In the case of testimonial experts, the need to prepare for cross-examination is sufficiently great that the Federal Rules permit more liberal discovery. Under Federal Rule 26(b)(4)(A)(i), one may propound interrogatories to an opposing party, requesting that party to "state the subject matter on which the expert is expected to testify, and to state the substance of the facts and opinions to which the expert is expected to testify and a summary of the grounds for each opinion." Thereafter, a party may file a motion to conduct additional discovery such as depositions. Fed. R. Civ. P. 26(b)(4)(A)(ii). Yet, while the rule technically requires a motion for such discovery, parties typically agree to the scheduling of expert depositions and rarely disturb short-tempered federal judges with such motions. Indeed, absent extraordinary circumstances, filing such a motion is an easy way to incur the full wrath of a federal judge's temper.
Despite these discovery provisions, the Federal Rules require that a party designate expert witnesses and disclose the substance of their testimony and opinions even without a formal discovery request. According to Federal Rule 26(a)(2), a party must designate all expert witnesses at least 90 days prior to trial or as otherwise ordered by the court. At that time, this disclosure must "be accompanied by a written report prepared and signed by the witness." Id. The rules require that this report be very comprehensive:
The report shall contain a complete statement of all opinions to be expressed and the basis and reasons therefor; the data or other information considered by the witness in forming the opinions; any exhibits to be used as a summary of or support for the opinions; the qualifications of the witness, including a list of all publications authored by the witness within the preceding ten years; the compensation to be paid for the study and testimony; and a listing of any other cases in which the witness has testified as an expert at trial or by deposition within the preceding four years.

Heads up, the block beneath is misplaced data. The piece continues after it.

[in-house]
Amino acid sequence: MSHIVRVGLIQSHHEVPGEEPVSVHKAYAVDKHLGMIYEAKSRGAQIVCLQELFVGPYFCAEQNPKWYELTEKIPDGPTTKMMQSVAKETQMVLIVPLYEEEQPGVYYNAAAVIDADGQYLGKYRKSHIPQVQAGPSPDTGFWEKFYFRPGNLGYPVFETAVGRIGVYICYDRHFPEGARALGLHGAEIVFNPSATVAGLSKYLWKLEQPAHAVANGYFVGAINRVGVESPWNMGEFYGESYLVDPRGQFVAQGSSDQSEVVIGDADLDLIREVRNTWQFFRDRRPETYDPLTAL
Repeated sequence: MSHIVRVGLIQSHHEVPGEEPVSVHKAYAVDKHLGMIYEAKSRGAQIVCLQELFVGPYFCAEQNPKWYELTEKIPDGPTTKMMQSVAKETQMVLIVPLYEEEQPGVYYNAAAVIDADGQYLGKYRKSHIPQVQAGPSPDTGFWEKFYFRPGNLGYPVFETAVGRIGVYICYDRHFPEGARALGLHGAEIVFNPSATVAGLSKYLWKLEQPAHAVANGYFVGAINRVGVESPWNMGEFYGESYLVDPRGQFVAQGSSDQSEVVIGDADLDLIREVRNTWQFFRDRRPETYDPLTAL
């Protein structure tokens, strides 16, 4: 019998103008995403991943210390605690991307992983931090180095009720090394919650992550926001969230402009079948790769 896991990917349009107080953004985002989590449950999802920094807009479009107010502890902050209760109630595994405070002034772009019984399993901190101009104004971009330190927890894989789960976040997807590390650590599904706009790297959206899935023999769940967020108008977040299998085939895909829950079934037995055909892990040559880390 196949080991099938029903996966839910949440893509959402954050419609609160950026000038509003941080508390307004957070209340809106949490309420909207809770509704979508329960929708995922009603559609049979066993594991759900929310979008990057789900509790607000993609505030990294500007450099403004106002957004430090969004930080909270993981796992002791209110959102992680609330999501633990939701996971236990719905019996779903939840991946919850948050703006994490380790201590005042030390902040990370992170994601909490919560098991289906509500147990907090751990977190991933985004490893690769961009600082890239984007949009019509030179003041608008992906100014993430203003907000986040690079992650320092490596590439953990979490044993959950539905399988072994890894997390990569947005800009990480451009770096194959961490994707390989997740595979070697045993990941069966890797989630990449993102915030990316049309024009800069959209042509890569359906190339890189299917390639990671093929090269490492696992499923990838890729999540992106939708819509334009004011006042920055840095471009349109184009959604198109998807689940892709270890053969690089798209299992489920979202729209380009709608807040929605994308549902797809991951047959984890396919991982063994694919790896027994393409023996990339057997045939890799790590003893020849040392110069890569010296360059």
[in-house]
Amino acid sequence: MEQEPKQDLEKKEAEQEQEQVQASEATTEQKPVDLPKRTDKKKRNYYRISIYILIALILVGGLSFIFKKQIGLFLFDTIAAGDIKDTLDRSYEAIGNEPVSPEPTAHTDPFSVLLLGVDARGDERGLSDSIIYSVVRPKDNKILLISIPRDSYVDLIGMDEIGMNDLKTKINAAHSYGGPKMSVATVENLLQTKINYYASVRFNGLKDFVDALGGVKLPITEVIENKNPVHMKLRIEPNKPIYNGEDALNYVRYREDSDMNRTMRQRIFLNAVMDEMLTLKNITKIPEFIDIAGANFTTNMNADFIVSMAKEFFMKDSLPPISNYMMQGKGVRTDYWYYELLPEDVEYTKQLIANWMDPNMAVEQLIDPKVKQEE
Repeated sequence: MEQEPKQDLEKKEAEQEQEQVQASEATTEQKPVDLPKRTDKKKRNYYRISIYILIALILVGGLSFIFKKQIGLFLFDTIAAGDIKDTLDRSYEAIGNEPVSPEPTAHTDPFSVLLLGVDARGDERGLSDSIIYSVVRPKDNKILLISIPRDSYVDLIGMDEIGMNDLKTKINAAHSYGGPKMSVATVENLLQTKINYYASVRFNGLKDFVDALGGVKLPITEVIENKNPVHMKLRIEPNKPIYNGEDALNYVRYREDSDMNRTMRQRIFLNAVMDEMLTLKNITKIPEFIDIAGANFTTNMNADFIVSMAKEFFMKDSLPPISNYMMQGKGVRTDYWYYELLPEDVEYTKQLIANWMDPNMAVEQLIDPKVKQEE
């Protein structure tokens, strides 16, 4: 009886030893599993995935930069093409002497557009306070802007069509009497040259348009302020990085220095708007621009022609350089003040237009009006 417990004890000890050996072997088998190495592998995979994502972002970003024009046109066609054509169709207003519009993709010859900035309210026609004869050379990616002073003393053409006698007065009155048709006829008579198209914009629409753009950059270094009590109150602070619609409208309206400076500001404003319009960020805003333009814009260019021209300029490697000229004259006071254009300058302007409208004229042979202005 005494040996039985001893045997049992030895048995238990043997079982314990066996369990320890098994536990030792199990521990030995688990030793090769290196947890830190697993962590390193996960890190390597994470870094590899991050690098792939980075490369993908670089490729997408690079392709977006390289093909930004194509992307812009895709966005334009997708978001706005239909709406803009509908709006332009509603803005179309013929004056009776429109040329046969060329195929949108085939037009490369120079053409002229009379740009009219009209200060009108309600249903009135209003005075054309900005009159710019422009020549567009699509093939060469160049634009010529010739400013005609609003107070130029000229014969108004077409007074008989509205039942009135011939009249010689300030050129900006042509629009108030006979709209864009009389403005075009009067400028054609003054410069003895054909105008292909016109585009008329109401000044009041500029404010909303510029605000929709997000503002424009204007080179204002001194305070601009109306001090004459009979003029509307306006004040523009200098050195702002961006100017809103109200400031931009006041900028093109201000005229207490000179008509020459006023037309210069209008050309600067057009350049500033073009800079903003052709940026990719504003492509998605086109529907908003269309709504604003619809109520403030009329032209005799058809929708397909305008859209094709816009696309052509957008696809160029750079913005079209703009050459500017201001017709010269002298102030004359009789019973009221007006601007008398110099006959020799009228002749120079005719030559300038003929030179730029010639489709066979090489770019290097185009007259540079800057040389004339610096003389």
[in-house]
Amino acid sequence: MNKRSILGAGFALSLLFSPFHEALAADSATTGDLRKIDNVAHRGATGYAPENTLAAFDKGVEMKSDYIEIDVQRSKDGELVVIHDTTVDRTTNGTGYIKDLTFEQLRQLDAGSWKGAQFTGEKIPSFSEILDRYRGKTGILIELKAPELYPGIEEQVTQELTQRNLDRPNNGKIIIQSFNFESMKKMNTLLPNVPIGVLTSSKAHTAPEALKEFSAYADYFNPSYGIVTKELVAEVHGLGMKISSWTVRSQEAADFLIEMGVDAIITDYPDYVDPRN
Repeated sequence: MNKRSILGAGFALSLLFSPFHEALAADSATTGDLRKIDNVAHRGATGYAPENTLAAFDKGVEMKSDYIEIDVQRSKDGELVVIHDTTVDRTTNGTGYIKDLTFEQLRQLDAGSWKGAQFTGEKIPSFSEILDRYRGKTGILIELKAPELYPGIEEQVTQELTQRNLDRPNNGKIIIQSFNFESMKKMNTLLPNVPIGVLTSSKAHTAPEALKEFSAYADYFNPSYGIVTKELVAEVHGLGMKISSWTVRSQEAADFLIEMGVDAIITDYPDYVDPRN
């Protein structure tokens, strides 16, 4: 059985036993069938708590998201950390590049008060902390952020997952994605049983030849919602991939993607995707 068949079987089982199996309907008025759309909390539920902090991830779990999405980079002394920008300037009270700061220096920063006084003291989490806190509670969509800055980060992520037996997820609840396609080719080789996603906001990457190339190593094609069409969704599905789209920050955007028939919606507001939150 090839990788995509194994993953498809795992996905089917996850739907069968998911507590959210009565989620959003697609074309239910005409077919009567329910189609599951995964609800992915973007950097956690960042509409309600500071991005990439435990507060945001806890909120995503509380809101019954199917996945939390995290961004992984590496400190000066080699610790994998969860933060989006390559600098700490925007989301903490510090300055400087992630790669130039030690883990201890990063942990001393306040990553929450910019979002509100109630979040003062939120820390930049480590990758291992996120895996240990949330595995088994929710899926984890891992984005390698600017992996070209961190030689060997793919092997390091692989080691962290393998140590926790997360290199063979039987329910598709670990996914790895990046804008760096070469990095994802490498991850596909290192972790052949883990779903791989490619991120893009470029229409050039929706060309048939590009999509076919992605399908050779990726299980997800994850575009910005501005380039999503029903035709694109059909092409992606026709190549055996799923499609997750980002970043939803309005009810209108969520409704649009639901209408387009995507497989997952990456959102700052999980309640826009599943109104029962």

Fed. R. Civ. P. 26(a)(2)(B). While this mandatory disclosure rule is a relatively new innovation in the Federal Rules, courts have, in actual practice, varied on the comprehensiveness of the required report. However, because the rule requires a rather comprehensive list of disclosures for the party wishing to call an expert witness, it also may provide an obstacle to the admissibility of expert testimony for the party who falls short of these rigorous requirements.
2. Maryland Requirements
While the Maryland Rules do not contain the mandatory disclosure requirements of the Federal Rules, the other discovery tools provided are virtually identical. Like the Federal Rules, Maryland distinguishes between testimonial and non-testimonial experts, providing liberal discovery for the former and virtually none for the latter. To obtain information from non-testifying experts, a party must demonstrate a "substantial need" for such information and show that it would experience "undue hardship to obtain the substantial equivalent of the [information] by other means." See Maryland Rule 2-402(c), 2-402(e)(2).